Kim Lab

key processes flowchartOne of the key processes in energy balance is to sense and respond to changes in nutrients (e.g amino acids, glucose, or lipid). How do nutrient sensors converge to control appetite and energy balance?

Energy Homeostasis, Food Intake, Obesity, and Metabolic Syndrome

The ability to sense nutrients and regulate energy balance is a fundamental process of all the living creatures. Obesity, an increasingly common health problem in the U.S. and throughout the developed world, has been acknowledged as the second leading cause of death, behind smoking. Obesity has been linked to diabetes, hypertension, cardiovascular disease, cancer, and a myriad of other health problems. Obesity results from disturbed energy balance, where energy intake (i.e. feeding) chronically exceeds total energy expenditure. A flurry of research activities has identified many genetic or biochemical components for nutrient sensing and has elucidated their roles in obesity and obesity-associated diseases. However the mechanism(s) underlying the development of obesity and the interplay between numerous components are still poorly understood. One of the primary goals in my laboratory is to understand how our body senses and responds to different levels of nutrients such as glucose or lipid, and how different pathways cross talk to each other.



Chart of synaptic pathologySynaptic "pathology" due to subchronic High Fat Diet (HFD). Hippocampal sections from normal chow and HFD-fed mice, immunolabeled for postsynaptic and presynaptic enriched proteins. (Arnold et al, Neurobiology of Diseases, 2014)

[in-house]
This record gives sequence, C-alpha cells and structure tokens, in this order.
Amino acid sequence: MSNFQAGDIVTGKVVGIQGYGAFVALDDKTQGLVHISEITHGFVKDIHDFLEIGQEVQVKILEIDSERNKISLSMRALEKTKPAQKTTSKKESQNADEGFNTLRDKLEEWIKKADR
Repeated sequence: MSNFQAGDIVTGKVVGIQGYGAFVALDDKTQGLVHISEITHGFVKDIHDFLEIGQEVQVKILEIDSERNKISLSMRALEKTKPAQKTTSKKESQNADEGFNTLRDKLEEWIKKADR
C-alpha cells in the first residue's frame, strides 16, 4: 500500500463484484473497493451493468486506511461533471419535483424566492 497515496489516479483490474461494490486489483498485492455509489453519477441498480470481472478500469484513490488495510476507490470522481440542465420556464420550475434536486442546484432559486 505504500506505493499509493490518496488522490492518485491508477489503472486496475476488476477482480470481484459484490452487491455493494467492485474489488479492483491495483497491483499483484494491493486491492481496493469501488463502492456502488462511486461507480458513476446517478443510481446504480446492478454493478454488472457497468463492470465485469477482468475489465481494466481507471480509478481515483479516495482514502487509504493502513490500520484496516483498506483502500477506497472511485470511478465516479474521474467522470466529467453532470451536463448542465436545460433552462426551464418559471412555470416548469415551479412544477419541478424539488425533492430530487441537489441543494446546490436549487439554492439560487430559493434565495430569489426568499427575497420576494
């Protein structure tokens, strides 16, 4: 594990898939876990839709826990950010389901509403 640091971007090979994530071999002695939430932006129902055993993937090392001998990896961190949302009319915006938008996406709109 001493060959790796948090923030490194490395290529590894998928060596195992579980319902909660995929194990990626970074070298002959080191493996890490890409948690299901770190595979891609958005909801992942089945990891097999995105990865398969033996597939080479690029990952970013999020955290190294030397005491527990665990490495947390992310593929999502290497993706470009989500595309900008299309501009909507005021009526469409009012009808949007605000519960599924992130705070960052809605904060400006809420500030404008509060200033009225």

Obesity is a major public health problem that affects approximately 30% of US adults. There is a growing body of evidence supporting the idea that obesity-induced metabolic stress is associated with significant neural and cognitive deficits in addition to its negative impacts on the rest of body, and that these cognitive deficits often increase with age.

SREBP in postmortem brain from Schizophrenia patientsSREBP (a master regulator of lipid synthesis) in postmortem brain from Schizophrenia patients. SREBP protein level is extremely reduced in Schizophrenia patient brain. (Yong et al, Mol Neuro, 2016)

We previously demonstrated that metabolic stressors induced by obesity lead to similar biochemical, morphological, electrophysiological and behavioral phenotypes as those seen in animal models of dementia or Alzheimer’s disease (AD).

Moreover, we have shown that these phenotypic changes are associated with the loss of inositol polyphosphate multikinase (IPMK) in the cortex and hippocampus, suggesting that the loss of this nutrient sensing protein contributes to these phenotypes.

One of the long-term objectives of this laboratory is to determine the cellular underpinnings of metabolic stress-induced cognitive dysfunction, with the ultimate goal of developing novel interventions.

Other relevant projects include:

  1. The role of the inositol pathway in energy metabolism.
  2. The effects of metabolic imbalance on neuronal function and various neuropsychiatric conditions
  3. The role of CNS (central nerve system) metabolic genes on affective disorders.
  4. The effects of atypical antipsychotic drugs on metabolic imbalance
  5. The role of lipid pathways on oligodendrocyte differentiation

Our Team

Sangwon Kim, Ph.D.

Principal Investigator
Email: [email protected]
Office: 410-550-6200

Sangwon Kim

Becky Tu-Sekine, Ph.D.

Senior Research Specialist
Email: [email protected]
Office: 410-550-6283

Becky Tu-Sekine

Jiny Kim

Research Fellow

Jiny Kim


The following is a selected list of publications. Please visit PubMed for a complete list of publications.

  1.  Brynildsen JK, Lee BG, Perron IJ, Jin S, Kim SF, Blendy JA.: Activation of AMPK by metformin improves withdrawal signs precipitated by nicotine withdrawal. Proc Natl Acad Sci U S A. 2018 Apr 2. pii: 201707047. doi: 10.1073/pnas.1707047115. [Epub ahead of print]